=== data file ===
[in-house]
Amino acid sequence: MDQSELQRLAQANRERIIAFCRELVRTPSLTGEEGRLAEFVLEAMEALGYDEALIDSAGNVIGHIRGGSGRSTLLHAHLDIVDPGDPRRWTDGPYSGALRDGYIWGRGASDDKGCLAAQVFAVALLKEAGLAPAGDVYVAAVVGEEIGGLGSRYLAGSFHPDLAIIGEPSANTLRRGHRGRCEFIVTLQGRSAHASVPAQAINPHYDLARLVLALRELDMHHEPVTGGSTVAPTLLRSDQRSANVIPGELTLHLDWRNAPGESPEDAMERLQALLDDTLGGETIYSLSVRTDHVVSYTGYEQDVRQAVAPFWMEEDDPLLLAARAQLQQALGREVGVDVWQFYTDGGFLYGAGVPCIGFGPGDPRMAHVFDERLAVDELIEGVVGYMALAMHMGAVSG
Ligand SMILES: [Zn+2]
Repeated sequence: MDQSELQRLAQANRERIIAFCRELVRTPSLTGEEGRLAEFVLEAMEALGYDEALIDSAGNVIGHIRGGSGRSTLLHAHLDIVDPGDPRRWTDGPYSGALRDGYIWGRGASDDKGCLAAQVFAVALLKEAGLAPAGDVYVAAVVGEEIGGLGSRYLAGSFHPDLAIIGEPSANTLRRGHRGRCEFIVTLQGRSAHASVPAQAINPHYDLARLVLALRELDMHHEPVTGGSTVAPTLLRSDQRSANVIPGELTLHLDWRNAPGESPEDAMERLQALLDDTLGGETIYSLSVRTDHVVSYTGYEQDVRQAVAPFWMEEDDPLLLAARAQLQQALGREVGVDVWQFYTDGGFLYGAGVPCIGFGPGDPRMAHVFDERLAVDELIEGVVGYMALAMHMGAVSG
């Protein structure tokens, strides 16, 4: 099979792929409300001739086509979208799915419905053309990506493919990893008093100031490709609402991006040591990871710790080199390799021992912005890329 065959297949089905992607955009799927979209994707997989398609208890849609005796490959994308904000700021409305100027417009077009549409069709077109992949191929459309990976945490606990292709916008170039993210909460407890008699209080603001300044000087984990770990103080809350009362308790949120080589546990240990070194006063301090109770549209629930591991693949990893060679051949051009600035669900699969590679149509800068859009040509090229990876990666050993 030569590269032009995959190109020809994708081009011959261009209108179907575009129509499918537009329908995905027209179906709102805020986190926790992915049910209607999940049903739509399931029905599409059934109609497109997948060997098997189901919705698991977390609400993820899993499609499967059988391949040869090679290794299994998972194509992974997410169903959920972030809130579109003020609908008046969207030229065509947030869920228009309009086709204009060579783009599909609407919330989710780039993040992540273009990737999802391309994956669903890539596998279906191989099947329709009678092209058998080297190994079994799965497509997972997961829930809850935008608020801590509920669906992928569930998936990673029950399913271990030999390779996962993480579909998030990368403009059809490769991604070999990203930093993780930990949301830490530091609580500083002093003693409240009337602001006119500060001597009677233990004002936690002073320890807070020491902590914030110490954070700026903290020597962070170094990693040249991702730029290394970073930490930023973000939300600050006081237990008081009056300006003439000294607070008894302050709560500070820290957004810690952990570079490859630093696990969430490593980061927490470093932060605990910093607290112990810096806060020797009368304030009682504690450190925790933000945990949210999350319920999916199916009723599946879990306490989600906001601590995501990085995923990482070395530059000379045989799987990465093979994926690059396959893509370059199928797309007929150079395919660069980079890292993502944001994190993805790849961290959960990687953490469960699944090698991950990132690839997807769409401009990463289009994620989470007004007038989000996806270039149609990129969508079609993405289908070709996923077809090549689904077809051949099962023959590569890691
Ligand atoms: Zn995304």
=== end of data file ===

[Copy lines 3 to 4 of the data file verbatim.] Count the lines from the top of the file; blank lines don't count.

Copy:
Ligand SMILES: [Zn+2]
Repeated sequence: MDQSELQRLAQANRERIIAFCRELVRTPSLTGEEGRLAEFVLEAMEALGYDEALIDSAGNVIGHIRGGSGRSTLLHAHLDIVDPGDPRRWTDGPYSGALRDGYIWGRGASDDKGCLAAQVFAVALLKEAGLAPAGDVYVAAVVGEEIGGLGSRYLAGSFHPDLAIIGEPSANTLRRGHRGRCEFIVTLQGRSAHASVPAQAINPHYDLARLVLALRELDMHHEPVTGGSTVAPTLLRSDQRSANVIPGELTLHLDWRNAPGESPEDAMERLQALLDDTLGGETIYSLSVRTDHVVSYTGYEQDVRQAVAPFWMEEDDPLLLAARAQLQQALGREVGVDVWQFYTDGGFLYGAGVPCIGFGPGDPRMAHVFDERLAVDELIEGVVGYMALAMHMGAVSG